Founded in 1969, the Harwich Society now has a membership of over 2000 in a town with a population of 18000. A vigorous Society, all Committee Members have a job to do and monthly reports ensure they do it well. People are slow to volunteer, so post holders are selected with care and then invited to fill a vacancy. The system has worked well. Another unusual characteristic of the Society is our policy of carving out areas of responsibility and then giving it to someone to look after. In this way over 100 different members are involved in running their Society. The responsibility increases their interest.
Monthly meetings with visiting speakers are organised for all members. Social events are regularly held. There are several groups in the Society looking after particular areas such as trees, footpaths, guiding etc and they meet separately. Any member can join any or all of these groups.
There are several teams covering specialist areas such as social and planning. The latter checks the planning applications weekly, comments to the District Council when appropriate, and takes an active part in public inquiries.
The Society also has six village agents for the surrounding villages (Great Oakley, Little Oakley, Parkeston, Ramsey, Wix and Wrabness). These agents report any matters of interest in their patch.
The Guide Panel conduct over 2000 visitors per annum around the town and provide advice and assistance for cruise passengers who are visiting the town. It also mans the visit information desk at the cruise terminal.
The Society runs and maintains several visitor attractions within the area. It is restoring the largest ancient monument in the area, the Harwich Redoubt Fort, and has so far spent over £150,000 on the project. It established and maintains a Maritime Museum in the disused Low Lighthouse. It also runs the High Lighthouse, the Radar Tower on Beacon Hill and the Lifeboat Museum, which is housed in the old Victorian Lifeboat Station. The Harwich Society Visitor Centre, which is manned by volunteers throughout the summer, is located in the old Ticket Office on the Ha’penny Pier. In addition, the Society also owns a small nature reserve, Bobbit’s Hole, which is in Dovercourt.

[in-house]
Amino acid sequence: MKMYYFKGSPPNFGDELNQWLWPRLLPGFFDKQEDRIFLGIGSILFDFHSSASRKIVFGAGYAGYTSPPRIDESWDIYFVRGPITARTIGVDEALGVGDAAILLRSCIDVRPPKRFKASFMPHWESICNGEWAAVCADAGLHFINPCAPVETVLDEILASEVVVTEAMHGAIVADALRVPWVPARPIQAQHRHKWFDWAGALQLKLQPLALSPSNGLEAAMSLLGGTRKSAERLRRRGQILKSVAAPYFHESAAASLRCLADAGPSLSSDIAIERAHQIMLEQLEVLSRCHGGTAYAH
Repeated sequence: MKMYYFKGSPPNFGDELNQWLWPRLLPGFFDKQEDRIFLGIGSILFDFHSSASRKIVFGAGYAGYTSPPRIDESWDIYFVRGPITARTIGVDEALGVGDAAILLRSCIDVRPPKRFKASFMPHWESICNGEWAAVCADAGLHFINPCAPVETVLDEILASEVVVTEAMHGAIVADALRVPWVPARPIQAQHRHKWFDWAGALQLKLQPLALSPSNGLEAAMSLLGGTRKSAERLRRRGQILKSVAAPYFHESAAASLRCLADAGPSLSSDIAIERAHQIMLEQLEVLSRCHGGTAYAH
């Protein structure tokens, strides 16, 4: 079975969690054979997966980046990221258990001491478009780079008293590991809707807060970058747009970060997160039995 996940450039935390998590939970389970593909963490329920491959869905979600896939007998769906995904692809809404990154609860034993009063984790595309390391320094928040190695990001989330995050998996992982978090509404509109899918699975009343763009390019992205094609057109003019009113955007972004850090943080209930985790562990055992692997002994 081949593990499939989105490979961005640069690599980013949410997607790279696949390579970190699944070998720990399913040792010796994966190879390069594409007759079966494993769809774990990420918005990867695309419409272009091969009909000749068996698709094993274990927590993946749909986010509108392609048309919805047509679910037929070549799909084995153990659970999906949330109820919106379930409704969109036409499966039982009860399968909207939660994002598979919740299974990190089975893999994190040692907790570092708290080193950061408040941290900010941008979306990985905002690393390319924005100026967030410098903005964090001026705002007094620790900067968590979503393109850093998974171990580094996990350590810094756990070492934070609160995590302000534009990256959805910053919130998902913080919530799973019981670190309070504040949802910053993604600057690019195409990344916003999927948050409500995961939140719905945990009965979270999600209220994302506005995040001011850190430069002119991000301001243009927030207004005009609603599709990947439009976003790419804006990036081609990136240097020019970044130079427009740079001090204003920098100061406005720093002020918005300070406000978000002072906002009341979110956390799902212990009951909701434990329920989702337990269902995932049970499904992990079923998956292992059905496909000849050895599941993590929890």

Finally the Society Headquarters is Foresters, 5 Church Street, Harwich and is thought to be the oldest house in Harwich.
In addition, the Society has carried out many projects within the area. It erects commemorative plaques on historic buildings and sites. It has restored and maintains the oldest posting box in the town along with a nearby drinking fountain. It erected and maintains a rose screen in the Kingsway, Dovercourt and also maintains the flower tubs in the shopping centre. It erected a beacon for Armada 88 and lights it for other events as part of the ‘Beacon Chain’ around the coast.
All Society activities are reported in the quarterly Highlight magazine which is delivered free of charge to all members. In addition, the magazine is available as a tape for sight impaired members and electronically for members who prefer it.
All members give their services free. Local Amenity Societies have been active in community regeneration for many years. Voluntary bodies, drawing on local loyalties and resources, are well placed to spot, and then tackle, challenges that other organisations have overlooked or ducked. Throughout the country about 1000 are registered with the Civic Trust. Their achievements add up to far more than most people realise because each operates independently in its own area, not usually in the national limelight. Imaginative and dedicated, they are highly cost effective. Their work is undertaken to high standards, and is among the best of its kind. They deserve all the support they can get from the Government, Local Authorities and the Private Sector.